Second, failing to contest China on specific issues—even temporarily—can give it irreversible gains.
For instance, Beijing will not withdraw the new weapons it has deployed in the South China Sea. Even worse, China will likely escalate its island militarization given the weak responses it has faced so far. U.S. inaction has thus permanently boosted Beijing’s military position and bid for regional supremacy. Indeed, the head of the U.S. Indo-Pacific Command recently deemed China “capable of controlling the South China Sea in all scenarios short of war with the U.S.”
The U.S. is right to seek improved trade with China (assuming that includes stopping China's theft of U.S. technology) and to eliminate North Korea's nuclear capabilities. But Washington must simultaneously progress on other challenges in Asia, irrespective of Beijing's reaction. Of course, the tempo and forcefulness of America's responses should be calibrated as the strategic landscape requires. This means the risks of American inaction on certain matters must be carefully considered before that approach is adopted as part of an exchange for purported Chinese cooperation on other issues. Moreover, as shown by Beijing's vacillating commitment to sanctioning Pyongyang—even after Washington let several Chinese transgressions on other issues slide—the U.S. should ensure that such cooperation is verifiable and tough to reverse before it makes concessions that are difficult to rollback.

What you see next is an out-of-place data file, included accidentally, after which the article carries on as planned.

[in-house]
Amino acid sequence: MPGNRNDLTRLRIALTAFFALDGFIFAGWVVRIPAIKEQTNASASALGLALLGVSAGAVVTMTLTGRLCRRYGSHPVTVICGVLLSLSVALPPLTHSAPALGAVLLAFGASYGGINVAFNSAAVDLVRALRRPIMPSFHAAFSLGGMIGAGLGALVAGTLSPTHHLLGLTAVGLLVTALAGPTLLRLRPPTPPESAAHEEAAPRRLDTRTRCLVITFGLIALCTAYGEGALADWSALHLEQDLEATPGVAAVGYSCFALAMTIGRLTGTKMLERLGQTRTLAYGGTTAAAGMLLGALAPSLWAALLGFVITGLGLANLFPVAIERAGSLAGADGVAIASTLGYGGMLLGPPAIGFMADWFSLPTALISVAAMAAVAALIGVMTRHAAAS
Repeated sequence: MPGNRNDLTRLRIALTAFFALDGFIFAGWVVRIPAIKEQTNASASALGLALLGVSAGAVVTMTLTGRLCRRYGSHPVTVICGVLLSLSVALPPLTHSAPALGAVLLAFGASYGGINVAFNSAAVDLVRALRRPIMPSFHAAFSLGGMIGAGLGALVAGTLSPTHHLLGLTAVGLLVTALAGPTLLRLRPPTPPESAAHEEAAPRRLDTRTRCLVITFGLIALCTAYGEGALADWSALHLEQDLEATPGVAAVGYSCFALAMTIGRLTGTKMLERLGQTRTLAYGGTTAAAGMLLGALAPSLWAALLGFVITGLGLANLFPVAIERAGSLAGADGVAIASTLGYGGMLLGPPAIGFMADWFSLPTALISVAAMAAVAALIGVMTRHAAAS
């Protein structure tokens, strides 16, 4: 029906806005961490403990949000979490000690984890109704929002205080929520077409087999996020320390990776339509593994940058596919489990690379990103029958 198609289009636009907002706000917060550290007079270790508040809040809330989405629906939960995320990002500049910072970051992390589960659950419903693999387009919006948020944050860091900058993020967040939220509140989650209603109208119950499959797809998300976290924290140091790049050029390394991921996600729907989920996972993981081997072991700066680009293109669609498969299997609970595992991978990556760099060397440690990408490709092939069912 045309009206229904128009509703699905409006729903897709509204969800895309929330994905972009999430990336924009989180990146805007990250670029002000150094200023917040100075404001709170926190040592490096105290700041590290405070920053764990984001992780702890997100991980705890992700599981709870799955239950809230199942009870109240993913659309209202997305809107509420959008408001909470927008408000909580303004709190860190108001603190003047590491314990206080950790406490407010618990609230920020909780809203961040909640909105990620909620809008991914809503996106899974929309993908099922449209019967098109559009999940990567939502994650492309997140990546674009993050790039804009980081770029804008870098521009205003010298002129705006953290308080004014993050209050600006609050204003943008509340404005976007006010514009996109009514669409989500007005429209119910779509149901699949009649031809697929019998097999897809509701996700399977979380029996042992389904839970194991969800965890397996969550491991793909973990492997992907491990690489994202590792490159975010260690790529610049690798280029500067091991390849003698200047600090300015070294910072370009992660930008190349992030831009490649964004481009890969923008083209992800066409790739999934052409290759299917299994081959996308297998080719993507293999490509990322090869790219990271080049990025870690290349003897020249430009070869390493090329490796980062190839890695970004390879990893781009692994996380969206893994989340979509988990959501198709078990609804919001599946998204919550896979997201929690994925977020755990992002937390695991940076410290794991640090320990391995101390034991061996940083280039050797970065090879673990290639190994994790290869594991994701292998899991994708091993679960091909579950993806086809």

Fortunately, the Trump administration may be changing course. With John Bolton as the new National Security Advisor, no threat in Asia will go unexamined. Indeed, the U.S. is considering sending a warship through the Taiwan Strait, and the same day that President Trump met with North Korea’s leader, Washington opened a new de facto embassy in Tapei. Days ago, the U.S. flew B-52 bombers through the South China Sea to contest China’s militarization there. The flyover followed Secretary of Defense Mattis accusing China of “intimidation and coercion” in the region, and confirming that the U.S. will “stay” in that “priority theater.” Secretary Mattis also recently rescinded China’s invitation to the world’s largest international naval drill (RIMPAC) and threatened “larger consequences” if China continues to militarize the South China Sea.
In addition to standing up to China more frequently, the U.S. must improve relations with its Asian friends. For example, partners’ confidence in America has ebbed since the Trump administration withdrew from the Trans-Pacific Partnership, imposed tariffs on Japan, threatened to end its free trade agreement with South Korea, and then offered to revive a failing Chinese telecommunications entity that illegally transferred American technology to North Korea and Iran.
Only if Washington assesses all opportunities and challenges in Asia collectively and understands their interplay can it execute the right strategy there.
Paul J. Leaf is a regular commentator on U.S. foreign policy. He worked on defense issues for a think tank and is now an attorney at an international law firm.